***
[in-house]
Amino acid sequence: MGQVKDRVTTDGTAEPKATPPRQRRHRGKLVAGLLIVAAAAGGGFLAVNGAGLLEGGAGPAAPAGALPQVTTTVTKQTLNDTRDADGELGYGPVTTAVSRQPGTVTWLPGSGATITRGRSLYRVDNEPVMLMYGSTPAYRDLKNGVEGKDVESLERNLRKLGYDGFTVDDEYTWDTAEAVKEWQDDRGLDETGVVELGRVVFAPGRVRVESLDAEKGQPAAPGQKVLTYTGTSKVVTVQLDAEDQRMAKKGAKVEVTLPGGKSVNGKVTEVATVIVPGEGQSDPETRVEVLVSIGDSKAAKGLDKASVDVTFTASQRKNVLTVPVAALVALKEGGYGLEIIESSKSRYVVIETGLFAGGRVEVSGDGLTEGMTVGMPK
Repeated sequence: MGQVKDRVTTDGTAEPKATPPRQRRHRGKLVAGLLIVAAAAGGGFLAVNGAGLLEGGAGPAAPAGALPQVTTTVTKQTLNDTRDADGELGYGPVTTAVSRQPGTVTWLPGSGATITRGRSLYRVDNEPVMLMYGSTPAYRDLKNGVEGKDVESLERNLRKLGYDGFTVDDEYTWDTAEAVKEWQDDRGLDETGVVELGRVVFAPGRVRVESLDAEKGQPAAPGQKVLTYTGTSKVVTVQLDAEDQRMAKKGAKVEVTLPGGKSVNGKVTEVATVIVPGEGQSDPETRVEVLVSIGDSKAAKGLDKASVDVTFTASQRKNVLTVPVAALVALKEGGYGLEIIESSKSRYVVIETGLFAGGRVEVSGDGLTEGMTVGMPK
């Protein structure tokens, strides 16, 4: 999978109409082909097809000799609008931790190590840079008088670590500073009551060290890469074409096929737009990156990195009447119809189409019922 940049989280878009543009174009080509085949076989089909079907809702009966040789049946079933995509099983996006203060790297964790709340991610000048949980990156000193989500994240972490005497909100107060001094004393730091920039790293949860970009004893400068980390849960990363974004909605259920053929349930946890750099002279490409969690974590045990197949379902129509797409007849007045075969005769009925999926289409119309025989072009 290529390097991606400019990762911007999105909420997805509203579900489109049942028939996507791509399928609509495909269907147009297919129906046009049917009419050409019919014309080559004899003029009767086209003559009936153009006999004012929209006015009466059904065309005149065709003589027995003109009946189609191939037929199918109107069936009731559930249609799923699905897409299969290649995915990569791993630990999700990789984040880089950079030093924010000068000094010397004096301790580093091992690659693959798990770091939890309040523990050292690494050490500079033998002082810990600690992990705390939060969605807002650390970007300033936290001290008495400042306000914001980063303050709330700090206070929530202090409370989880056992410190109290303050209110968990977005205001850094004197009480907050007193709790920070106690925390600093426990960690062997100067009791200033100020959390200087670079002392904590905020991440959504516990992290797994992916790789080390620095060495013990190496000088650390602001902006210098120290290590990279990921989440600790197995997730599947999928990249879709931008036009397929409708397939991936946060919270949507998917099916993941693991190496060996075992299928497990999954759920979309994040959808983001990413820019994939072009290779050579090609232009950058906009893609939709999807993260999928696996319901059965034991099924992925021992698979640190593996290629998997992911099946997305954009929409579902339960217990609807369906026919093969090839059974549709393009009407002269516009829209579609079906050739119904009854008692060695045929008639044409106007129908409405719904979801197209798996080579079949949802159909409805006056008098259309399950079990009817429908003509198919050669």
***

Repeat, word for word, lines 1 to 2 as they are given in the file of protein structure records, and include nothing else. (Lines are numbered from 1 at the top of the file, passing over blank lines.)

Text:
[in-house]
Amino acid sequence: MGQVKDRVTTDGTAEPKATPPRQRRHRGKLVAGLLIVAAAAGGGFLAVNGAGLLEGGAGPAAPAGALPQVTTTVTKQTLNDTRDADGELGYGPVTTAVSRQPGTVTWLPGSGATITRGRSLYRVDNEPVMLMYGSTPAYRDLKNGVEGKDVESLERNLRKLGYDGFTVDDEYTWDTAEAVKEWQDDRGLDETGVVELGRVVFAPGRVRVESLDAEKGQPAAPGQKVLTYTGTSKVVTVQLDAEDQRMAKKGAKVEVTLPGGKSVNGKVTEVATVIVPGEGQSDPETRVEVLVSIGDSKAAKGLDKASVDVTFTASQRKNVLTVPVAALVALKEGGYGLEIIESSKSRYVVIETGLFAGGRVEVSGDGLTEGMTVGMPK